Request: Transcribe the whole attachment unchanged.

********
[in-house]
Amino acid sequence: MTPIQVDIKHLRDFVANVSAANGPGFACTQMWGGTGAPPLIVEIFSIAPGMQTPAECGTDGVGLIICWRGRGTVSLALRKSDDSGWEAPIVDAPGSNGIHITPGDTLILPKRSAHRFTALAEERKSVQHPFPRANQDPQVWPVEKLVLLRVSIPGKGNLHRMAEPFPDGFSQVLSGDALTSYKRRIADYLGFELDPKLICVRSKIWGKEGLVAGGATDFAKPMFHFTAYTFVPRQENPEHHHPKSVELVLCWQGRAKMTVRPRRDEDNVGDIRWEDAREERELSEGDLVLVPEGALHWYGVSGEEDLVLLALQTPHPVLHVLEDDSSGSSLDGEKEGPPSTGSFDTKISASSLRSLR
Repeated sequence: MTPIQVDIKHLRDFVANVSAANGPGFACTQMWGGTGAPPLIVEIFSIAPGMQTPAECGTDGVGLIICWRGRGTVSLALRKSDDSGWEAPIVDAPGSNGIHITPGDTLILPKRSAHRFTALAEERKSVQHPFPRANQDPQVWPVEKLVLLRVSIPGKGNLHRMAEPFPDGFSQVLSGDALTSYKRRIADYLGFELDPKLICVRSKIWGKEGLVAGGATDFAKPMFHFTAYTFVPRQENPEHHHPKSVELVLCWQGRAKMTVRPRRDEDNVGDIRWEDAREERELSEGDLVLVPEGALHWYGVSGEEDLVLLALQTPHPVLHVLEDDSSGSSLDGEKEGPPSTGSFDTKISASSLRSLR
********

[in-house]
Amino acid sequence: MTPIQVDIKHLRDFVANVSAANGPGFACTQMWGGTGAPPLIVEIFSIAPGMQTPAECGTDGVGLIICWRGRGTVSLALRKSDDSGWEAPIVDAPGSNGIHITPGDTLILPKRSAHRFTALAEERKSVQHPFPRANQDPQVWPVEKLVLLRVSIPGKGNLHRMAEPFPDGFSQVLSGDALTSYKRRIADYLGFELDPKLICVRSKIWGKEGLVAGGATDFAKPMFHFTAYTFVPRQENPEHHHPKSVELVLCWQGRAKMTVRPRRDEDNVGDIRWEDAREERELSEGDLVLVPEGALHWYGVSGEEDLVLLALQTPHPVLHVLEDDSSGSSLDGEKEGPPSTGSFDTKISASSLRSLR
Repeated sequence: MTPIQVDIKHLRDFVANVSAANGPGFACTQMWGGTGAPPLIVEIFSIAPGMQTPAECGTDGVGLIICWRGRGTVSLALRKSDDSGWEAPIVDAPGSNGIHITPGDTLILPKRSAHRFTALAEERKSVQHPFPRANQDPQVWPVEKLVLLRVSIPGKGNLHRMAEPFPDGFSQVLSGDALTSYKRRIADYLGFELDPKLICVRSKIWGKEGLVAGGATDFAKPMFHFTAYTFVPRQENPEHHHPKSVELVLCWQGRAKMTVRPRRDEDNVGDIRWEDAREERELSEGDLVLVPEGALHWYGVSGEEDLVLLALQTPHPVLHVLEDDSSGSSLDGEKEGPPSTGSFDTKISASSLRSLR